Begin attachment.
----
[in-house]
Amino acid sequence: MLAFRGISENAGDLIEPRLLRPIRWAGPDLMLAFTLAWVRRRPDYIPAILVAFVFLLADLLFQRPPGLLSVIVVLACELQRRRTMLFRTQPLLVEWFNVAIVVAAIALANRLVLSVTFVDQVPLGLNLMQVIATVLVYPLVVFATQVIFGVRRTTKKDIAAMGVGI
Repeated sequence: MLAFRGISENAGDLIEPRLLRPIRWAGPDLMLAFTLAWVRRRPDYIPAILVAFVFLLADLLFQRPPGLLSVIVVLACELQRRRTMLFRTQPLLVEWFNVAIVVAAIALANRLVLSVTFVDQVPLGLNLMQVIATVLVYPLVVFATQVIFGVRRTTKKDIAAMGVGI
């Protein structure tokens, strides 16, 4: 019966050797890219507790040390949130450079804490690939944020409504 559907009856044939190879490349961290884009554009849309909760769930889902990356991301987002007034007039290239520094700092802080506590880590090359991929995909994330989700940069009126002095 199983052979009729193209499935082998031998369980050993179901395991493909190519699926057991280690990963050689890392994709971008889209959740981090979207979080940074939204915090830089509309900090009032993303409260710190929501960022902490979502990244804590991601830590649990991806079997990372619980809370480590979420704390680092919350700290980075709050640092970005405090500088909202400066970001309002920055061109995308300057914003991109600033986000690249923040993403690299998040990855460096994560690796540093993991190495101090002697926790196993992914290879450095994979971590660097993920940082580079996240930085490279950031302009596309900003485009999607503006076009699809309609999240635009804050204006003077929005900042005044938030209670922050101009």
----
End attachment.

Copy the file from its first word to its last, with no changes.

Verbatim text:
[in-house]
Amino acid sequence: MLAFRGISENAGDLIEPRLLRPIRWAGPDLMLAFTLAWVRRRPDYIPAILVAFVFLLADLLFQRPPGLLSVIVVLACELQRRRTMLFRTQPLLVEWFNVAIVVAAIALANRLVLSVTFVDQVPLGLNLMQVIATVLVYPLVVFATQVIFGVRRTTKKDIAAMGVGI
Repeated sequence: MLAFRGISENAGDLIEPRLLRPIRWAGPDLMLAFTLAWVRRRPDYIPAILVAFVFLLADLLFQRPPGLLSVIVVLACELQRRRTMLFRTQPLLVEWFNVAIVVAAIALANRLVLSVTFVDQVPLGLNLMQVIATVLVYPLVVFATQVIFGVRRTTKKDIAAMGVGI
């Protein structure tokens, strides 16, 4: 019966050797890219507790040390949130450079804490690939944020409504 559907009856044939190879490349961290884009554009849309909760769930889902990356991301987002007034007039290239520094700092802080506590880590090359991929995909994330989700940069009126002095 199983052979009729193209499935082998031998369980050993179901395991493909190519699926057991280690990963050689890392994709971008889209959740981090979207979080940074939204915090830089509309900090009032993303409260710190929501960022902490979502990244804590991601830590649990991806079997990372619980809370480590979420704390680092919350700290980075709050640092970005405090500088909202400066970001309002920055061109995308300057914003991109600033986000690249923040993403690299998040990855460096994560690796540093993991190495101090002697926790196993992914290879450095994979971590660097993920940082580079996240930085490279950031302009596309900003485009999607503006076009699809309609999240635009804050204006003077929005900042005044938030209670922050101009």